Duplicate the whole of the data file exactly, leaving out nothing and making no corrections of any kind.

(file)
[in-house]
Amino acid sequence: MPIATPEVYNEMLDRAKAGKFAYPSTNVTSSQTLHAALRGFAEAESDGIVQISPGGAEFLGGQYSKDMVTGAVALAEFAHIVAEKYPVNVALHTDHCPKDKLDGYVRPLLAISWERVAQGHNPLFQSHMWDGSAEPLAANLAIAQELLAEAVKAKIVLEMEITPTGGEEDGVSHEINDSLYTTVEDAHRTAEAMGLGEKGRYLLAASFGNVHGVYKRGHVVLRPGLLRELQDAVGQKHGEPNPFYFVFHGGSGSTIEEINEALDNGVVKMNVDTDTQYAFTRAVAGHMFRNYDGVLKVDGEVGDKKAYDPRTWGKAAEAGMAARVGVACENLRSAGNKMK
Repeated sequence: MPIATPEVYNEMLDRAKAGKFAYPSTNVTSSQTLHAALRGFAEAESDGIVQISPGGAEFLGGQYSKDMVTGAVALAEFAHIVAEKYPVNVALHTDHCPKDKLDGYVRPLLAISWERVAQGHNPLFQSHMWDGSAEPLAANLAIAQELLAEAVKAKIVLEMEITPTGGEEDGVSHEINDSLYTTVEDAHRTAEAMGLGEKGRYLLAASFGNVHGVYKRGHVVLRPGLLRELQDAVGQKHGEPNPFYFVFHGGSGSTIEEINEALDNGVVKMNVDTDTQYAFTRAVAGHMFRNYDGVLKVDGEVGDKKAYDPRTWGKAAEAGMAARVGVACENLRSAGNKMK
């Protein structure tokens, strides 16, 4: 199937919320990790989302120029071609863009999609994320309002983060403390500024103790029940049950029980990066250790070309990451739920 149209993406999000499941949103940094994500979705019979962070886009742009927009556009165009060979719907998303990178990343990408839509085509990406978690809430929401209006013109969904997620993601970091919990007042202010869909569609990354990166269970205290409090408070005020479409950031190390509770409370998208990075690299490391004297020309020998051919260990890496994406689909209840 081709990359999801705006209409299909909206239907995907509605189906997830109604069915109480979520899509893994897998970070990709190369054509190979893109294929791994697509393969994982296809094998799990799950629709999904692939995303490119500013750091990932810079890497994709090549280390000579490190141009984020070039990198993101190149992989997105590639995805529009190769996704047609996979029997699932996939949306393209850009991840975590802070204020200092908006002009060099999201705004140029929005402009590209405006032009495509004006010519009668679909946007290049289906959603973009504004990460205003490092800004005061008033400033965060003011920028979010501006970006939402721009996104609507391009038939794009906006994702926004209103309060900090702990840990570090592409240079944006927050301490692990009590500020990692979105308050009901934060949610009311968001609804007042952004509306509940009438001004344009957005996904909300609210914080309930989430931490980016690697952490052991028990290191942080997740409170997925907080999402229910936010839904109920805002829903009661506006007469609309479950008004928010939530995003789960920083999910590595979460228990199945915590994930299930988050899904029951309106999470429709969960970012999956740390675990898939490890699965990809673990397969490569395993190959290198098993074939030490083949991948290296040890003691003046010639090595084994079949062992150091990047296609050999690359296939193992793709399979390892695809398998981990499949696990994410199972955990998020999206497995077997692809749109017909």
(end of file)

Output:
[in-house]
Amino acid sequence: MPIATPEVYNEMLDRAKAGKFAYPSTNVTSSQTLHAALRGFAEAESDGIVQISPGGAEFLGGQYSKDMVTGAVALAEFAHIVAEKYPVNVALHTDHCPKDKLDGYVRPLLAISWERVAQGHNPLFQSHMWDGSAEPLAANLAIAQELLAEAVKAKIVLEMEITPTGGEEDGVSHEINDSLYTTVEDAHRTAEAMGLGEKGRYLLAASFGNVHGVYKRGHVVLRPGLLRELQDAVGQKHGEPNPFYFVFHGGSGSTIEEINEALDNGVVKMNVDTDTQYAFTRAVAGHMFRNYDGVLKVDGEVGDKKAYDPRTWGKAAEAGMAARVGVACENLRSAGNKMK
Repeated sequence: MPIATPEVYNEMLDRAKAGKFAYPSTNVTSSQTLHAALRGFAEAESDGIVQISPGGAEFLGGQYSKDMVTGAVALAEFAHIVAEKYPVNVALHTDHCPKDKLDGYVRPLLAISWERVAQGHNPLFQSHMWDGSAEPLAANLAIAQELLAEAVKAKIVLEMEITPTGGEEDGVSHEINDSLYTTVEDAHRTAEAMGLGEKGRYLLAASFGNVHGVYKRGHVVLRPGLLRELQDAVGQKHGEPNPFYFVFHGGSGSTIEEINEALDNGVVKMNVDTDTQYAFTRAVAGHMFRNYDGVLKVDGEVGDKKAYDPRTWGKAAEAGMAARVGVACENLRSAGNKMK
């Protein structure tokens, strides 16, 4: 199937919320990790989302120029071609863009999609994320309002983060403390500024103790029940049950029980990066250790070309990451739920 149209993406999000499941949103940094994500979705019979962070886009742009927009556009165009060979719907998303990178990343990408839509085509990406978690809430929401209006013109969904997620993601970091919990007042202010869909569609990354990166269970205290409090408070005020479409950031190390509770409370998208990075690299490391004297020309020998051919260990890496994406689909209840 081709990359999801705006209409299909909206239907995907509605189906997830109604069915109480979520899509893994897998970070990709190369054509190979893109294929791994697509393969994982296809094998799990799950629709999904692939995303490119500013750091990932810079890497994709090549280390000579490190141009984020070039990198993101190149992989997105590639995805529009190769996704047609996979029997699932996939949306393209850009991840975590802070204020200092908006002009060099999201705004140029929005402009590209405006032009495509004006010519009668679909946007290049289906959603973009504004990460205003490092800004005061008033400033965060003011920028979010501006970006939402721009996104609507391009038939794009906006994702926004209103309060900090702990840990570090592409240079944006927050301490692990009590500020990692979105308050009901934060949610009311968001609804007042952004509306509940009438001004344009957005996904909300609210914080309930989430931490980016690697952490052991028990290191942080997740409170997925907080999402229910936010839904109920805002829903009661506006007469609309479950008004928010939530995003789960920083999910590595979460228990199945915590994930299930988050899904029951309106999470429709969960970012999956740390675990898939490890699965990809673990397969490569395993190959290198098993074939030490083949991948290296040890003691003046010639090595084994079949062992150091990047296609050999690359296939193992793709399979390892695809398998981990499949696990994410199972955990998020999206497995077997692809749109017909």